Medicaid Application Self Help

Q.    Should I complete a Medicaid application for my Mother on my own?

A.    It depends.

•    How organized and knowledgeable are you of Mom’s financial situation for the past five years?
•    How old is your Mother and are you seeking community long term care (care in the applicant’s home) or nursing home care?
•    Would you consider this a crisis situation and what resources are available to help until Mom is qualified?

Often relatives are able to fill out the forms and pull together 90% to 100% of what Medicaid needs without any help.  I encourage folks to do all they can on their own.  Many are approved without professional help. But mistakes cost time, create stress and a potential loss of benefits, why would you not want to have a legal professional check over what you are submitting to ensure there are no legal issues if the situation is more complex financially such as where spenddown is needed or from a health standpoint?

To qualify for a Medicaid program, an applicant must meet eligibility and program requirements.  The requirements your mother most likely will need to meet are being at least age 65, on SSI or disabled or have various cancerous conditions.  Additionally she must live in South Carolina, have meet income limitations and have limited assets. Over income individuals may still qualify if a Medicaid Income Trust is created and properly funded.  Single Medicaid applicants are limited to $2,000 in non-exempt resources.  Assets transferred within the last five years could create problems.  Any unexplained expense may be treated as suspicious and a disqualifying event.  More questions will be asked and time expended on your part to solve the issue.  Paying for long term care while Mom is waiting for approval could be costly and a very big issue.  Given the high cost of nursing home care, the accelerated eligibility process a knowledgeable law firm can offer usually means peace of mind and saving thousands.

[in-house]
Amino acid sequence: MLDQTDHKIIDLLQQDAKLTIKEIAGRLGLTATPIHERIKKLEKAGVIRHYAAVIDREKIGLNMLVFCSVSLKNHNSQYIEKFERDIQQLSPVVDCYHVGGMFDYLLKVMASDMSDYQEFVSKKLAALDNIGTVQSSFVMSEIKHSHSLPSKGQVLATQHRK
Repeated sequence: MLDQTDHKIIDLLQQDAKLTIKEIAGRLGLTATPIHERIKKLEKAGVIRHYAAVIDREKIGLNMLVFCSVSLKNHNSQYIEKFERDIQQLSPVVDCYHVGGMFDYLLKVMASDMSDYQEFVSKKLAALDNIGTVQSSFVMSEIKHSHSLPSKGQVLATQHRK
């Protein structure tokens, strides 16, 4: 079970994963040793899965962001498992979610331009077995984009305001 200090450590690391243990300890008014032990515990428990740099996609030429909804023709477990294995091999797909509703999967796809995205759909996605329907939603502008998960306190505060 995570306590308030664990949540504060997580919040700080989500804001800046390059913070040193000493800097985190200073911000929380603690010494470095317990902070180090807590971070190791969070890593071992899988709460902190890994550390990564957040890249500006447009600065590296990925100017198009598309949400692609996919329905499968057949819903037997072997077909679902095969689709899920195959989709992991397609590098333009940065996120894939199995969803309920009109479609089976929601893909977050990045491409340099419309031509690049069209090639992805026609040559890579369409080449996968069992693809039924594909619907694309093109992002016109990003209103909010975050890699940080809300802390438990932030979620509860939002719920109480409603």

Disclaimer:  Information contained in this column is meant to be of general information on frequently asked questions concerning disability, elder law, estate planning and probate law, and does not contain specific legal advice to a client.  No attorney-client relationship is created by reading this column. 2018

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